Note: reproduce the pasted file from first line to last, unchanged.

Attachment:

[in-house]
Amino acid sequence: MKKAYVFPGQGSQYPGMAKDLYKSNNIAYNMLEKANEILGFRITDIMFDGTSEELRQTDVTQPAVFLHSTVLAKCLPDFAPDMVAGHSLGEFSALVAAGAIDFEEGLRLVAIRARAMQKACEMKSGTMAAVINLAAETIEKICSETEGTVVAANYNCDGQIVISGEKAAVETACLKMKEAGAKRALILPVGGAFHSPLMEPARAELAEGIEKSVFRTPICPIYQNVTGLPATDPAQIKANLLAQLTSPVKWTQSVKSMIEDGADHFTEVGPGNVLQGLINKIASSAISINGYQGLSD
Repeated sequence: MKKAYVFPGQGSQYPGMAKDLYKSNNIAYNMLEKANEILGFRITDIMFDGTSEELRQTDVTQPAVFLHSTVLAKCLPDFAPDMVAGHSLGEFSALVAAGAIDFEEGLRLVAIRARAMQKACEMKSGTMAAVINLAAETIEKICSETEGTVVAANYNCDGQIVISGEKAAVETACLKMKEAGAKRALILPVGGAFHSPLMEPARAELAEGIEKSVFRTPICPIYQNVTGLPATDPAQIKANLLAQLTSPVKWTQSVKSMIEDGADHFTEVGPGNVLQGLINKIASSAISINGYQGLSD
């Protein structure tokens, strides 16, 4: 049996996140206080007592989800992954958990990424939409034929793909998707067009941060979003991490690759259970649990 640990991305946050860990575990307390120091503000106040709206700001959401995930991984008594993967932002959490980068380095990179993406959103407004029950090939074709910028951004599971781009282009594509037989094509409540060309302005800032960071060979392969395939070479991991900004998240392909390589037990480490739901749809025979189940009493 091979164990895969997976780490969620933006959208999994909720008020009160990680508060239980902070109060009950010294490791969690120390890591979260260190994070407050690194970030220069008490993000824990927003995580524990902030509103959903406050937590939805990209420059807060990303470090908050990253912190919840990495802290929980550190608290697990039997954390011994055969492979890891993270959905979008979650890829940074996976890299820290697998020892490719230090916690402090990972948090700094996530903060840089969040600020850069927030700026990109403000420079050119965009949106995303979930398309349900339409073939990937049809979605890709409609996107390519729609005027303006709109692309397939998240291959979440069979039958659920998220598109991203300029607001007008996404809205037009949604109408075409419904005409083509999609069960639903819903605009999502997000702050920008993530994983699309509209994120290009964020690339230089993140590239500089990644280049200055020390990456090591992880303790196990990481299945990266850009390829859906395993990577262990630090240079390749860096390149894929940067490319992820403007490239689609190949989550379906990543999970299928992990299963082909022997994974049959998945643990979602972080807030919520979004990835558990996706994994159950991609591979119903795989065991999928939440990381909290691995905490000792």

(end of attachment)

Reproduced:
[in-house]
Amino acid sequence: MKKAYVFPGQGSQYPGMAKDLYKSNNIAYNMLEKANEILGFRITDIMFDGTSEELRQTDVTQPAVFLHSTVLAKCLPDFAPDMVAGHSLGEFSALVAAGAIDFEEGLRLVAIRARAMQKACEMKSGTMAAVINLAAETIEKICSETEGTVVAANYNCDGQIVISGEKAAVETACLKMKEAGAKRALILPVGGAFHSPLMEPARAELAEGIEKSVFRTPICPIYQNVTGLPATDPAQIKANLLAQLTSPVKWTQSVKSMIEDGADHFTEVGPGNVLQGLINKIASSAISINGYQGLSD
Repeated sequence: MKKAYVFPGQGSQYPGMAKDLYKSNNIAYNMLEKANEILGFRITDIMFDGTSEELRQTDVTQPAVFLHSTVLAKCLPDFAPDMVAGHSLGEFSALVAAGAIDFEEGLRLVAIRARAMQKACEMKSGTMAAVINLAAETIEKICSETEGTVVAANYNCDGQIVISGEKAAVETACLKMKEAGAKRALILPVGGAFHSPLMEPARAELAEGIEKSVFRTPICPIYQNVTGLPATDPAQIKANLLAQLTSPVKWTQSVKSMIEDGADHFTEVGPGNVLQGLINKIASSAISINGYQGLSD
């Protein structure tokens, strides 16, 4: 049996996140206080007592989800992954958990990424939409034929793909998707067009941060979003991490690759259970649990 640990991305946050860990575990307390120091503000106040709206700001959401995930991984008594993967932002959490980068380095990179993406959103407004029950090939074709910028951004599971781009282009594509037989094509409540060309302005800032960071060979392969395939070479991991900004998240392909390589037990480490739901749809025979189940009493 091979164990895969997976780490969620933006959208999994909720008020009160990680508060239980902070109060009950010294490791969690120390890591979260260190994070407050690194970030220069008490993000824990927003995580524990902030509103959903406050937590939805990209420059807060990303470090908050990253912190919840990495802290929980550190608290697990039997954390011994055969492979890891993270959905979008979650890829940074996976890299820290697998020892490719230090916690402090990972948090700094996530903060840089969040600020850069927030700026990109403000420079050119965009949106995303979930398309349900339409073939990937049809979605890709409609996107390519729609005027303006709109692309397939998240291959979440069979039958659920998220598109991203300029607001007008996404809205037009949604109408075409419904005409083509999609069960639903819903605009999502997000702050920008993530994983699309509209994120290009964020690339230089993140590239500089990644280049200055020390990456090591992880303790196990990481299945990266850009390829859906395993990577262990630090240079390749860096390149894929940067490319992820403007490239689609190949989550379906990543999970299928992990299963082909022997994974049959998945643990979602972080807030919520979004990835558990996706994994159950991609591979119903795989065991999928939440990381909290691995905490000792």